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August 11, 2006

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ib

A well-functioning legal system enforces prohibitions when the prohibited harm exceeds enforcement costs. The balance of these two terms may explain why commercial gambling is policed whereas gambling between colleagues or buddies is not (yet).

There are at least three reasons why social gambling may be less costly than commercial.

First, there is the difference in threat of violence. When a person loses a large amount of his savings, he is prone to do something rash. Such losses do not occur in office pools or Thursday night poker games. Additionally, informal social restraints (e.g. friendship, fear of being fired) dampen animosities in these non-commercial settings. These restraints do not affect strangers losing money to strangers in the casinos.

Second, at casinos people are simply gambling. At your buddy’s house or at the office, gambling is a complement to socially approved/beneficial behavior – camaraderie, labor.... A tax on gambling would also be a tax on these activities.

A third reason, related to the second, that social gambling may be less costly than commercial is the former variety encourages social capital accumulation. Here I assume casinos support one dimensional anonymous interactions whereas a poker game at a buddy's house would be more likely to encourage multiplex relationships.

The above three reasons could explain why the first term - the costs from gambling - are higher in the commercial context.

As to the second term in the equation – the enforcement costs – there is little to add to Saul’s explanation. The enforcement costs in the commercial setting are lower and perhaps negative given tax receipts. If office pools become more prevalent or stakes rise, enforcement may become worthwhile.

A third setting to observe gambling would be online, where extremely negative enforcement costs advise in favor of policing largelly benign conduct.

bcowan

I applaud ib's identifying the intrinsic richness of intensive experience for the participants as a rational and empirical (just ask!) ground of distinction among the many particulars that might be grabbed up by a sampling abstraction such as the word "gambling."

I think Saul's characterization of some kinds of participation in securities markets as "gambling" suggests that he, too, suspects the presence of the fallacy of misplaced concreteness.

In fact there are very broad limits, if any, on the breadth of activities of essentially mortal individuals that could be called "gambling" and which should not. I used (very long ago) to walk from the law school to my apartment on 53rd street after dark most weeknights for the benefits of exercise, not thinking too hard about the odds of getting hit on the head. Gambling?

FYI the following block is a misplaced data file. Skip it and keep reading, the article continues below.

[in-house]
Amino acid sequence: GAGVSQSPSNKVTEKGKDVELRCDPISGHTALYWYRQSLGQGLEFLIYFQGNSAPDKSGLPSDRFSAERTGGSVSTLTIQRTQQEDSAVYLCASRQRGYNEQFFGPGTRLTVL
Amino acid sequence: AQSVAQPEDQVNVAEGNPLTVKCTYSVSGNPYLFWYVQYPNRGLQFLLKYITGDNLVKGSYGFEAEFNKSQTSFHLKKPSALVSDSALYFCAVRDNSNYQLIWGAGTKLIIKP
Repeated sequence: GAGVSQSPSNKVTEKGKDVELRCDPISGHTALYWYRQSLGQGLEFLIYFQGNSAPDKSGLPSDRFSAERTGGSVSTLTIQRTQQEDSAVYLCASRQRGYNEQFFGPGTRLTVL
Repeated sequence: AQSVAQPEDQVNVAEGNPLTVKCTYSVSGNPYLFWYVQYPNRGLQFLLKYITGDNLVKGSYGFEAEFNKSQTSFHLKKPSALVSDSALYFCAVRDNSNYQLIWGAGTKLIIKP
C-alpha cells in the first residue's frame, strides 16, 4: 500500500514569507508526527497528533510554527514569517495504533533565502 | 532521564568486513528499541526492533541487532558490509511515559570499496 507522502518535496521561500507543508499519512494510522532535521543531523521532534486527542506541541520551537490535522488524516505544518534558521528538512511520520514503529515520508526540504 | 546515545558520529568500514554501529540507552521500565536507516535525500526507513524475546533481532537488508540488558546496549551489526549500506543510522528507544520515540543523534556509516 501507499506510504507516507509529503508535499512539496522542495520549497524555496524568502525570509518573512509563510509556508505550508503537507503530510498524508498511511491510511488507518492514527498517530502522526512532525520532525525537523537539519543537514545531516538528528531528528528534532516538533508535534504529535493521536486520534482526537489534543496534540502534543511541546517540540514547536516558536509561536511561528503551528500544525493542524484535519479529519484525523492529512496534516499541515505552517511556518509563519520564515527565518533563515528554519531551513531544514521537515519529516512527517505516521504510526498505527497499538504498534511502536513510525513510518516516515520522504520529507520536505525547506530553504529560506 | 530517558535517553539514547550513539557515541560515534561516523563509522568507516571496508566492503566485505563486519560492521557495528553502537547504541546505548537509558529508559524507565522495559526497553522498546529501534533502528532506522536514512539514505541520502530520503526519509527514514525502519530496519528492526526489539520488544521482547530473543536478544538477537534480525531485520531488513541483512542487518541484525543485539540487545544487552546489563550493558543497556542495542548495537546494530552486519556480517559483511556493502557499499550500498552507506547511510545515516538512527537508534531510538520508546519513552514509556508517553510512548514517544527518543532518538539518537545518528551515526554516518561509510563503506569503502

I would also point out, however, that the sort of gambling that attracts law enforcement's attention is operated for profit on very substantial investment by persons whose needs to provide returns on that investment imply incentives to exploit the vulnerabilities of participants. This is in part corroborated by the advertisements we see in California frantically attempting to portray what the casinos are selling as simple enjoyment.

There is a well-known calculus of the effect of the house cut of each pot as arithmetically a simple transfer of wealth, albeit disguised. This seems in principle greatly unlike contributing to the host of the poker game for beer and snacks.

It also suggests that the suspicions which bring the police are probably well-founded on a salient difference involving the potential for corruption and degradation.

David Erroll

Under New York law, a "Thursday night poker game" is perfectly legal just so long as no one acts as "the house," i.e., takes a fixed cut of each bet or gets paid to organize the game. If there isn't any structural transaction cost to the game, then there is no problem. (It would seem that this would allow home games of poker, but not home blackjack, since the dealer's edge is part of the rules.)

So at least in New York, there is a legal acknowledgement of the difference between amateur entertainment gambling and major business gambling. Of course, with the Rockefeller drug laws still in force, New York's attitude toward recreational drug use is probably more stringent than most.

The fine line between illegal gambling and legitimate business was illustrated when a firm (in the mid-1990s, if I recall) sought to sell financial options on the weather. The premise was that businesses that relied on certain weather could purchase an option as a hedge. However, this ran afoul of anti-gambling laws, since the option writer was taking payment for what was essentially a bet on an unpredictable outcome.

Bob

Why is gambling illegal? All parties entering into a bet are doing so of their own accord. There is no coersion. As long as there is no cheating, there is no victim. It looks to be a perfectly legal act. Don't tell me it's to protect dummies from themselves, because if that were the reason then state lotteries would have some explaining to do. So, explain to me, why is gambling illegal? I admit, I may be a little ignorant about this issue.

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malin

sir,I am a master major on jurisprudence.Now i have a question: what is legal prediction and do you know whether is a book which name is the path of law. could you like tell me some information about them? thanks a lot

linda bruel

bush want to make liberty a think of the past

Orfej

I work in gambling industry and read every day about odds, prediction.Gambling is not illegal.In my oppinion in many countries lottery is 15 times worse than online gambling because your chance to win lottery jackpot is 1: 15000000.Tax is other story.

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